This book is a comprehensive analysis of the Taliban, and how it has affected post-9/11 U.S.-Pakistan relations. It analyzes the genesis of the Taliban, the rationale behind their emergence and how they consolidated their rule in Afghanistan from 1996 to 2001. It examines the U.S. policies towards the Taliban in the post 9/11 era and Pakistan’s role as an ally in their efforts towards dismantling Taliban rule in Afghanistan—from Obama’s ‘fight and talk’ policy to the Doha peace agreement in 2020. It also discusses the outcomes of the Global War on Terror (GWoT), as well as the Taliban’s response to the U.S.-led ISAF and NATO forces in Afghanistan. The volume brings into focus Pakistan’s policies vis-à-vis the Taliban following the start of GWoT and how it pushed the U.S.-Pakistan relations to its lowest ebb; and then its role in bringing the Taliban to the negotiating table which resulted in the U.S.-Taliban deal in Doha in February 2020.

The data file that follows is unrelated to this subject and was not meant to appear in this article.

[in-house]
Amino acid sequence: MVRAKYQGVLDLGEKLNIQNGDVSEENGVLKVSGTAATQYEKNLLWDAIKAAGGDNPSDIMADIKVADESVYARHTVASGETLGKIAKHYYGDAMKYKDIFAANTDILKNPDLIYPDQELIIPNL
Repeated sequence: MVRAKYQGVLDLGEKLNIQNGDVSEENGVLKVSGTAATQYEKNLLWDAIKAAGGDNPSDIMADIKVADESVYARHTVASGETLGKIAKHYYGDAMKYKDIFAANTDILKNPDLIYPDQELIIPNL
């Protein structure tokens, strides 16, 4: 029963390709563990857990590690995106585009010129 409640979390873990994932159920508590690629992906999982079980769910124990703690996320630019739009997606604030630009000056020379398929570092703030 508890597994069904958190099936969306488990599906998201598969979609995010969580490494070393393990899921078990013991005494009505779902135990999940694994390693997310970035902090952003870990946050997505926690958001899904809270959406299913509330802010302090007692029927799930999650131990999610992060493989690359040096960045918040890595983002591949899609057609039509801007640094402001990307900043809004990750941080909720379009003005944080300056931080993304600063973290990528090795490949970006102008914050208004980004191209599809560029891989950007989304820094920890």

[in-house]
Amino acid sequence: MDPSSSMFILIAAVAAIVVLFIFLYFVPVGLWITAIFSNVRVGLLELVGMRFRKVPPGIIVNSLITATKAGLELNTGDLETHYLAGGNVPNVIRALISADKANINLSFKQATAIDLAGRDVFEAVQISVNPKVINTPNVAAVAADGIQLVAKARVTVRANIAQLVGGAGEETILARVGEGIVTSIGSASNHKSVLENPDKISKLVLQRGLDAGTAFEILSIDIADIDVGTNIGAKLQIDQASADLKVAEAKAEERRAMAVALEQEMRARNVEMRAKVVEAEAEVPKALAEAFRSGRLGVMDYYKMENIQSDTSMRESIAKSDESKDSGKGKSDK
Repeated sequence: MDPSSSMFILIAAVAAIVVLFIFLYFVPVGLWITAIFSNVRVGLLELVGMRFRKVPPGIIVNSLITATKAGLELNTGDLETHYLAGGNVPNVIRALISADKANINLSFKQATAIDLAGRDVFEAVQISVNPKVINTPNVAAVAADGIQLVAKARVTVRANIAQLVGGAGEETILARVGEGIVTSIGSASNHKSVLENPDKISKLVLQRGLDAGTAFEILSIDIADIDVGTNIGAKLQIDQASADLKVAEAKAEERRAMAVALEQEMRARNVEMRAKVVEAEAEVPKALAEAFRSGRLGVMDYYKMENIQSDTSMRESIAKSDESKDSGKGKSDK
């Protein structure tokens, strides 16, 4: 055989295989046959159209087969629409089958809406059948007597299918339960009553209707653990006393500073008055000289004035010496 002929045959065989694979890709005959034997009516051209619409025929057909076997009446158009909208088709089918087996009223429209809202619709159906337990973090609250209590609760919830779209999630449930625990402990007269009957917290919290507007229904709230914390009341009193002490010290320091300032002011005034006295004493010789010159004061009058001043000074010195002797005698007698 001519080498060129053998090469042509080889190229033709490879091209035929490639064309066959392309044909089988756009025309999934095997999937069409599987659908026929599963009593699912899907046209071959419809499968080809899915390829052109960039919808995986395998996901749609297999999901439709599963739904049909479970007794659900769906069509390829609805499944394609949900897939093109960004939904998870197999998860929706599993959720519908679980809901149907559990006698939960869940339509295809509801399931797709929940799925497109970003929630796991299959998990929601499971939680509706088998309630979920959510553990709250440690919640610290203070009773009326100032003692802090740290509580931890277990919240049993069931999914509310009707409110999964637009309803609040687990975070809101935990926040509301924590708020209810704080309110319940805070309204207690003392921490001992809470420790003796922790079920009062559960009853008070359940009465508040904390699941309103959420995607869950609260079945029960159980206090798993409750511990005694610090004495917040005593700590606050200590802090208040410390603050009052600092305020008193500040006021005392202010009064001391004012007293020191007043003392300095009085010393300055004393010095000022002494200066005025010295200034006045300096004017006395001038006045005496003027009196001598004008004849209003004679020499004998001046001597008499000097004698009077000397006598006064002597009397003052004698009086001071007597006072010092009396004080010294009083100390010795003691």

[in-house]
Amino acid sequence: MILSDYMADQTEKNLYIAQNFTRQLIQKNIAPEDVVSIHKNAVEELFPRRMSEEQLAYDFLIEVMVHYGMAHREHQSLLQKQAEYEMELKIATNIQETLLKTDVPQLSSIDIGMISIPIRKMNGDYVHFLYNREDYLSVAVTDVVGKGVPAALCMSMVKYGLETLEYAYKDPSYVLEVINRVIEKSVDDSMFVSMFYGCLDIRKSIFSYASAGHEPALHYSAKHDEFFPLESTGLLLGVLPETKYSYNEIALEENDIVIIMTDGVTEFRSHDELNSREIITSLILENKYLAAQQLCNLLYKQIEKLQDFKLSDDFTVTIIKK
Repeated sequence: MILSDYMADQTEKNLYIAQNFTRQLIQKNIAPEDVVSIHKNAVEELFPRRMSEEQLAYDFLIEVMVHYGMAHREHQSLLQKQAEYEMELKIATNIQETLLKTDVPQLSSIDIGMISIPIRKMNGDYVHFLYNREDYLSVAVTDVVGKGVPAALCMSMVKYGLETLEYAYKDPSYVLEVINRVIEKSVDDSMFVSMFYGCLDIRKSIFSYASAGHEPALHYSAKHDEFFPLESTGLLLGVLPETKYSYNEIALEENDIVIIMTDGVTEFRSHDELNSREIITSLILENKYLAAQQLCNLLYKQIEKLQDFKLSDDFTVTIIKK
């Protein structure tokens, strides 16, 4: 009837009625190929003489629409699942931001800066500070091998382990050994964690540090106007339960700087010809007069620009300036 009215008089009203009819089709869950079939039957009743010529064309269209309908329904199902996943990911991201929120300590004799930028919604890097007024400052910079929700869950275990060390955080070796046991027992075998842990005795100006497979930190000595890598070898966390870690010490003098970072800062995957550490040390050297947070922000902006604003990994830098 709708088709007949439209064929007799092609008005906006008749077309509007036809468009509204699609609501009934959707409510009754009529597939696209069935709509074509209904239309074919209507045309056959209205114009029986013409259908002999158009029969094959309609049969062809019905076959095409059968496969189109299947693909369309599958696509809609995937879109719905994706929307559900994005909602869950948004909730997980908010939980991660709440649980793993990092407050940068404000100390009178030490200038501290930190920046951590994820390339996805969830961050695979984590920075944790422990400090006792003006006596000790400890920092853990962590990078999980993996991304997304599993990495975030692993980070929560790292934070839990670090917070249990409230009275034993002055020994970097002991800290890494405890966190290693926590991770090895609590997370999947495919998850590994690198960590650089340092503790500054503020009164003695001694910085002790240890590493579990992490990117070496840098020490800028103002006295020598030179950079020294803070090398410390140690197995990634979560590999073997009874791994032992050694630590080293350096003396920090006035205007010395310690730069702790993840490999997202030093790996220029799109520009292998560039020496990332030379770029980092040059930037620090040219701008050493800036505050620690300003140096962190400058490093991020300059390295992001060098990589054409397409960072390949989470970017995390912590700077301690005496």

The author introduces a ‘new balance of threat’ theory and expands on its applicability through the Taliban case study. The book will be of great interest to scholars and researchers of U.S. foreign policy, international relations, peace and conflict studies, strategic studies, history, diplomatic studies and South Asian politics.

chapter 1|28 pages

The U.S.-Pakistan Troubled Relationship

A historical overview

chapter 3|36 pages

The U.S. and the Taliban

Tracing the U.S. policy

chapter 4|23 pages

Pakistan's Tilt towards the Taliban

Ins and outs

chapter 6|20 pages

The U.S.-Pakistan and the Taliban

From a delicate balance to a new entente